91. Janice Owen on September 12, 2018 at 9:37 am

    Thank you so much for profiling this expert and his book. I am travelling down this road of limiting my family’s banking & investment fees. It is hard to find relative Canadian information. Seems like banks/investment companies don’t really want you to know.
    This book would be very useful in unravelling the truth.

  92. Ryan Exley on September 12, 2018 at 9:46 am

    Desperate to break away from my bank and take control of my investments. Really want to read this book.

  93. Barb on September 12, 2018 at 10:45 am

    This book sounds like it would provide some valuable information. I’ve recently switched from bank mutual funds to etf’s using the couch potato strategy along with a few individual stocks as part of my overall mix. Rather than stagnating, my portfolio is growing but I have much to learn still!

  94. Chantal Cloutier on September 12, 2018 at 11:50 am

    Sounds like a worthwhile read. I became an enlightened investor reading Canadian Money Forum and various blogs like this one. My first step was to take my ‘financial advisor’ created portfolio to a fee-only advisor for assessment. His take was “I hate your portfolio!” I paid for a custom designed asset allocation, educated myself on how to enrol and manage a discount brokerage account, and have never looked back. Thanks very much to all those of you out there sharing your financial wisdom.

  95. Chiaoling Weng on September 12, 2018 at 2:49 pm

    It’ll be great to get my hands on this book. I can always read more to improve my self-directed investing for the family. Thanks!!!

  96. Celyne Seymour on September 12, 2018 at 4:47 pm

    Big banks are not transparent. They tell you only what they want to tell you.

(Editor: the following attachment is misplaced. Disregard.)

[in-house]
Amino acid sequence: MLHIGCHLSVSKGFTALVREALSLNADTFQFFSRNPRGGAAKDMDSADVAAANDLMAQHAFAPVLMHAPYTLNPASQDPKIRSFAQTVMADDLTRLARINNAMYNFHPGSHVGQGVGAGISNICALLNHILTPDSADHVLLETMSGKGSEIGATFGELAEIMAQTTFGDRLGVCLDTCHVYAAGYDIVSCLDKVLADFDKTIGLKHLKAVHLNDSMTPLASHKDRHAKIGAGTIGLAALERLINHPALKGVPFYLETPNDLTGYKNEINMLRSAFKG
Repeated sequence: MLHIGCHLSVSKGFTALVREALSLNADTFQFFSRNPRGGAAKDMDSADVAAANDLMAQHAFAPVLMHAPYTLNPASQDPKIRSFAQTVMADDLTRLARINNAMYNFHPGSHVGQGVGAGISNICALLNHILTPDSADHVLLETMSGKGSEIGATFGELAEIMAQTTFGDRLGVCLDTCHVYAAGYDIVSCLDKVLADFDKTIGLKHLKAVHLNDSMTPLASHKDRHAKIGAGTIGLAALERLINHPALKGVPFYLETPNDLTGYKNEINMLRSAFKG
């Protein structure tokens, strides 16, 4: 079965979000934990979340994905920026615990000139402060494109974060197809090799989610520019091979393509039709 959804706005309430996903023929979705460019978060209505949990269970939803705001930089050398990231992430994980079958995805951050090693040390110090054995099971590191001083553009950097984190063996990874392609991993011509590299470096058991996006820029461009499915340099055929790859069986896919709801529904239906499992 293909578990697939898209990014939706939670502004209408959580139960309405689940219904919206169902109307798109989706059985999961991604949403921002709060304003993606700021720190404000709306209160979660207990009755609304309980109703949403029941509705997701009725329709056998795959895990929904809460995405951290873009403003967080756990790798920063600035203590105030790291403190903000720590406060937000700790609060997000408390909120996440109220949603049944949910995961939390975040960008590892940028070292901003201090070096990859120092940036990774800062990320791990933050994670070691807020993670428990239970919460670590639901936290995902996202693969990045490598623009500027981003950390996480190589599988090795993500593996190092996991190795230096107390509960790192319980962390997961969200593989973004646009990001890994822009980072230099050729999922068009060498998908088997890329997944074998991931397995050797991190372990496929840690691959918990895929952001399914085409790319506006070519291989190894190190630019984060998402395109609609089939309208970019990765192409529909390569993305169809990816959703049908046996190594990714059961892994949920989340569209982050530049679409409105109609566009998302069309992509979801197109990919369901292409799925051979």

I’m in the process of closing my investment account. I don’t like the way they put the hook on you, and then get busy charging you fees, to maximize their profit. Their bottom line is much more important than their customers. That’s bye-bye for me. Looking forward to read this book.

  97. Wes Hill on September 12, 2018 at 8:01 pm

    I first had my eyes opened when I tried to sell a mutual fund product and was told there would be an extra cost because they had not collected fees from us for five years. It was that moment that has begun a journey of realizing that the banks definitely don’t always have our interests in mind.

  98. Amanda Hodges on September 12, 2018 at 8:33 pm

    I’m curious to read this. If wondered about those damned fees for a while. Be nice to have some way out of them.
    I know I have up coming fees to pay and I wonder how much I make over what I pay…

  99. Hilary Aulando on September 12, 2018 at 9:04 pm

    I retired a year ago and still dont have a good grasp of how much my investments will be worth over the coming years, and how they should be structured to avoid fees and taxes. This book would be very useful to me.

  100. Nicole Jubleew on September 12, 2018 at 10:08 pm

    I became a slightly more ‘enlightened investor’ when I realized the main reason my account was growing was because I kept putting more money in while I was getting meager returns which were being eaten up in mutual fund management fees and account fees.

  101. Jerry B. on September 13, 2018 at 2:14 am

    Can’t wait to sign up to Wealthsimple’s recently announced free stock trading platform. This will surely give the banks a run for their money! We all all need to get to a point where the investors are getting paid, not the greedy advisors. The book would be a good self help read to validate what little value advisors actually add!

    • David Toyne on September 13, 2018 at 8:30 pm

      hmmm, free stock trading platform. if you are not paying for the service or product…are you the product being sold?

      • Jerry B. on September 13, 2018 at 10:43 pm

        I don’t see how? I make the decision on which stocks to buy and sell. I can do it thru a full service broker @ $150 min. + per trade; discount broker @ ~$10 per trade; or $0.00 per trade on free trading platform being offered by Wealth Simple! You do the math…..I prefer the latter!

  102. Sam on September 13, 2018 at 3:34 am

    Sounds like a good read.

  103. Kim Best on September 13, 2018 at 4:32 am

    It’s time I beat the bank! Looking to change my direction of retirement savings and become more knowledgeable.

  104. Alpha on September 13, 2018 at 7:25 am

    This looks like a fantastic book!

    I remembered when I was first introduced to Wealthsimple and the concept of fees opened the world for me! How silly was I to think my financial advisor and the fees I was paying was ‘normal’. I’ve been a DIY investor using ETFs after following your blog

  105. Grazie on September 13, 2018 at 10:38 am